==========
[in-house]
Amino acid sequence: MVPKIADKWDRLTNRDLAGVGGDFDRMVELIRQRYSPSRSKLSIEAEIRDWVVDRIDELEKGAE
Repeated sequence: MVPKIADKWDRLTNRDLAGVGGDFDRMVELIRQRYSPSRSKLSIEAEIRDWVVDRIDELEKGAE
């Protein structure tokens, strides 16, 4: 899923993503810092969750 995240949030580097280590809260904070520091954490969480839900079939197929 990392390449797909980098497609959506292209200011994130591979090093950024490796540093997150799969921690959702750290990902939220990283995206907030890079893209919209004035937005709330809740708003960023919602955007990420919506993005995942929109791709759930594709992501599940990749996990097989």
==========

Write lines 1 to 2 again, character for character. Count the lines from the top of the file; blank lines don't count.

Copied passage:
[in-house]
Amino acid sequence: MVPKIADKWDRLTNRDLAGVGGDFDRMVELIRQRYSPSRSKLSIEAEIRDWVVDRIDELEKGAE